Hardee Hopes His Elbow Is Ready For Olympics
AUSTIN (AP) - As the reigning world champion in the decathlon, Trey Hardee should figure as the big favorite at the London Olympics.
He would be if it weren’t for a pinkish, 5-inch scar that curves around his right elbow.
Hardee had reconstructive surgery last September to repair a ligament he blew out while throwing the javelin at the World Championships last summer. The injury occurred on his final throw, a personal best that locked up his second straight world decathlon title.
Now Hardee is pushing the elbow through an accelerated rehabilitation process aimed at competing in the U.S. Olympic trials in June. He insists he’ll be ready for the trials — and the London games.
“At this point, (I) feel as good as I’ve ever felt,” Hardee told The Associated Press during an interview Wednesday on the infield at the Texas Relays. “The confidence grows every week. It’s as strong as it’s ever going to get and now we just have to train it and take baby steps in the pole vault and the javelin to get it ready to compete.”
Hardee, who trains in Austin, is entered in the long jump, discus and hurdles at the Texas Relays, the meet where he set the NCAA record in the decathlon for the University of Texas in 2006. He won’t do a complete decathlon until the Olympic trials.
Hardee and his personal coach, University of Texas associate head coach Mario Sategna, say they’re trying to cut the usual 12-month recovery period down to nine. They don’t have a choice. Misfire at the Olympic trials and Hardee won’t go to London.
Hardee doesn’t seem worried that he won’t make it.
“We’re pushing it daily. … We’re not trying to test it every day, but we’re trying to loosen it up,” he said. “If I’m healthy and can pole vault and throw the javelin at 100 percent, I definitely consider myself the (Olympic) favorite because I haven’t lost a decathlon in so long.”
A couple of other Americans might have something to say about that.
Ashton Eaton finished second at the World Championships and has set world records in the heptathlon three years in a row. American Bryan Clay is the defending Olympic champion. Hardee dropped out of the Beijing Games after not clearing any heights in the pole vault, knocking him out of fourth place.
Hardee acknowledged the Olympic stage may have been too big for him in 2008.
“That was my first time out of the country. It was the first time I had flown on a plane for more than a couple of hours,” Hardee said. “I had never been in a competition that was that tightly packed at the top with athletes as good or better than I was. … I learned a lot. I thought I would just go in there and could win a medal.”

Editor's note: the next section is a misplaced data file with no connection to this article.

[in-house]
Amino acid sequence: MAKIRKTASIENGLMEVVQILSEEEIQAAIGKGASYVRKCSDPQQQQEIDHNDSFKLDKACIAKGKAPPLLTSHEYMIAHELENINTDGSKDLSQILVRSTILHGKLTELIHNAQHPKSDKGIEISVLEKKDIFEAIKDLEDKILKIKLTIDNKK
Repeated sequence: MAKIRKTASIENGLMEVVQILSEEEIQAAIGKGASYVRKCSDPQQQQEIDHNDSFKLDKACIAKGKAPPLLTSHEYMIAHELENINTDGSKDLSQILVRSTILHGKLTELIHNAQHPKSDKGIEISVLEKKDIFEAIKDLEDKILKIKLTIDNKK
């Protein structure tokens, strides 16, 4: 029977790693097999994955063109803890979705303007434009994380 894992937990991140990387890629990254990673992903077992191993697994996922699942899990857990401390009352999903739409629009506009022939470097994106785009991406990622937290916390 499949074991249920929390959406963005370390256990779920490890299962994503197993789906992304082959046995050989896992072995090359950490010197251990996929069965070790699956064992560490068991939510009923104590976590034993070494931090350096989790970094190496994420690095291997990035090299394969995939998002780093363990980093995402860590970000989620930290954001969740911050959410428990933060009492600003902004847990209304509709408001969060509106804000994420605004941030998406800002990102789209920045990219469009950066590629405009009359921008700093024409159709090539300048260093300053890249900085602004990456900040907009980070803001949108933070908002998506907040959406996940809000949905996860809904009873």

Hardee took the lessons of that failure and won his first world championship in 2009.
Hardee initially had no idea how bad he hurt his elbow at the 2011 world championships. The U.S. team doctors at first told him the ligament was fine, perhaps because they couldn’t feel it under all the muscle. So he wrapped the elbow at a 90-degree angle and ran the final event, the 1,500 meters, with his arm throbbing the entire way. Hardee told reporters afterward he had just “tweaked” the elbow.
“My elbow popped and I had a ton of pain running up and down my arm,” Hardee says now.
Hardee returned to Texas a few days later and went to a clinic in San Antonio for tests. Doctors found the ulnar collateral ligament was completely detached from his elbow and had curled up toward his triceps.
“I actually fainted,” Hardee said. “They told me, I stood up, walked outside and passed out. I was embarrassed.”
Hardee called renowned sports surgeon Dr. James Andrews in Birmingham, Ala., to schedule Tommy John surgery. Andrews replaced the UCL with a tendon taken from Hardee’s right forearm.
“It was surgery or never use the elbow again,” Hardee said.
He was back on the track within a couple of weeks and has been so aggressive with his rehab that Andrews has told him to dial it back a couple of times. A decathlete, who has to perfect so many different events, is hard to plug into a recovery schedule after a surgery more typically done on pitchers or quarterbacks, Sategna said.
“When you take a decathlete, one of the best athletes in the world, he’s kind of rewrote the book a little bit,” Sategna said.
Hardee has concentrated on improving his running and jumping events to compensate for anything less than peak performance in the pole vault or javelin.
“If he does what he’s supposed to in all the other events, he’s not going to need a personal best in the javelin hopefully to make the Olympic team,” Sategna said.
Now it’s all about watching the calendar and staying ahead of it in getting ready for this summer.
“I can do a ton of stuff. I can throw a baseball 280 feet right now. I can bench press 340 pounds,” Hardee said. “But put a javelin in my hand? There’s a functionality that just takes time.”
Time that is in short supply.
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